I hate making NFL predictions. Mostly because the NFL is so hard to predict. It’s also hard reading most of them, as many writers sound so sure of themselves when anyone with a brain should know that there are so many factors that will affect the outcome. Every pick involves weighing probabilities and risks.
It’s particularly frustrating in the first couple of weeks in the season, when people who should know a lot about the NFL and football in generally get sucked in by the hype created by the media. Did you hear about Russell Wilson, and how all of a sudden everyone was picking this short, 3rd round pick to have one of the best rookie seasons?
By reading this week’s Bill Simmons article, I learned that he picked the Seahawks as his sleeper Super Bowl pick. I love reading Simmons, but this is another example of how emotion and hype are thrown into the mix whenever he provides “analysis.” He can really break down certain situations, but since he manages to write about practically everything, we often get excited observations that he pulls out of his ass.
Wilson might go on to have a good year for the Seahawks, but the fact remains that Pete Carroll has taken a huge gamble starting this rookie over Matt Flynn as I pointed when earlier in the preseason. The Seahawks do have a shot at the playoffs, but they pretty much gave away game 1 when Wilson completed only 18 of 34 passes for 153 yards and was sacked three times. The icing on the cake was watching Braylon “stone hands” Edwards drop the last pass. They’re just not good enough to give away games.
Now, I’m not going to completely write off Russell Wilson after one game, just like I won’t write off Brandon Weeden after his horrific debut performance. But at least Weeden has a big arm and is closer to 6′ 4″ as opposed to 5′ 11″. The odds are stacked against Wilson, and that’s just a fact. He may overcome them, but the odds for Seattle this season were probably a little better with Matt Flynn running the offense.
Check out all the lines for this weeks games here.
Jordy Nelson– Since the 2010 playoffs, no WR has been more productive than Nelson. After a 15 TD 2011, some owners are scared he can’t match that production. But with Aaron Rodgers t QB, why can’t he?
Larry Fitzgerald– Fitz is arguably the best WR in the NFL- but in fantasy he isn’t thanks to another year of his career foreseeably wasted (or at least compromised) by substandard QB play in the desert.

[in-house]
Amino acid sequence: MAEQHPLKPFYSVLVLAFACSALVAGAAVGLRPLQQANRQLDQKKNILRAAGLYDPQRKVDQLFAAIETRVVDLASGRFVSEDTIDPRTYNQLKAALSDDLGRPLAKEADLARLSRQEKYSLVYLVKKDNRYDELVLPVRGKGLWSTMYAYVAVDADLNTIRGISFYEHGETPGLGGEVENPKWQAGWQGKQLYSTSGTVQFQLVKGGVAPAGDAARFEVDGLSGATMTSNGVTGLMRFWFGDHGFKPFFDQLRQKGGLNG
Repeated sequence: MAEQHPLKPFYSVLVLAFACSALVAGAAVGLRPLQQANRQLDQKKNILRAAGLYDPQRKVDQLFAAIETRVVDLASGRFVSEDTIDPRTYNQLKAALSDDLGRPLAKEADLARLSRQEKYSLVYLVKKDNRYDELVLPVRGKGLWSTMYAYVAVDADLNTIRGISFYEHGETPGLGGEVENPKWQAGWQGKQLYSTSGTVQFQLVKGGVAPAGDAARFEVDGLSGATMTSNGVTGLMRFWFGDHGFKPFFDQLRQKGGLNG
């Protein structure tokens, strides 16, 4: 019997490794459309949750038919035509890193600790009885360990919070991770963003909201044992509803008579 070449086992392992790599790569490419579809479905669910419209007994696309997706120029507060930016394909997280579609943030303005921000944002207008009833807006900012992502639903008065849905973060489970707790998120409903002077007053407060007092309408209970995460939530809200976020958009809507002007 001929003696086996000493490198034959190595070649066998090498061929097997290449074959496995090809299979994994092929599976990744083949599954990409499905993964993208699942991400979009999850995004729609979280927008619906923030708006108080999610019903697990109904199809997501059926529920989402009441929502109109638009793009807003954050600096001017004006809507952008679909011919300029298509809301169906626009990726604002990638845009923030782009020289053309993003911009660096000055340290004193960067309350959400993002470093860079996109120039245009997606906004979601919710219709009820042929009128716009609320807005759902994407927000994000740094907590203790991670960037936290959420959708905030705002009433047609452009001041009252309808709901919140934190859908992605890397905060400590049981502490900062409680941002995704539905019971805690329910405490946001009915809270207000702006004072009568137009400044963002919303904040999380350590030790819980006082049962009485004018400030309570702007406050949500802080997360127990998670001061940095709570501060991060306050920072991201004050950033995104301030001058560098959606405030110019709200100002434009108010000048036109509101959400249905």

Wes Welker– There are sexier WR out there, but over the last 5 years no one as consistent. 110 rec, 1,221 yards, 6 TD per season over the last five.
After “Megatron” is gone, who do you take next? I’m going Marshall.
Yes, he’s human. Andrew Luck threw a couple of picks tonight against the tough Steelers defense, but he also rebounded to throw some great passes throughout the ballgame. Like all of the rookies he’ll go through some growing pains, but we can see many of the tools that have had scouts excited for years.
Meanwhile, Robert Griffin III had a tougher evening the other night as he took some sacks and coughed up a fumble. Naturally, everyone got overly excited by his performance in his first preseason game when he face little pressure, but the Bears weren’t as accommodating, and Griffin seemed to rely too much on his feet as he felt pressure. Fans shouldn’t overreact to these setbacks in preseason just like they shouldn’t overreact to his first game, as the coaches will be hammering Griffin to make better decisions. He was able to rely on his feet in college from time to time, but he’ll probably get banged up quickly if he tries to keep that up in the pros. Shanahan will push him to be very selective on when he decides to take off.
With fantasy football and 24-hour Twitter comments, fans can’t help but hang on every preseason pass, but time is a critical component in the development of NFL quarterbacks, and the amount of time needed is usually hard to predict. Luck seems to be the most ready as everyone expected, but we’ll have to see how it plays out. For some fantasy football owners, both Luck and RG3 will seem very tempting during the draft, but I’ll probably focus on a proven quarterback instead.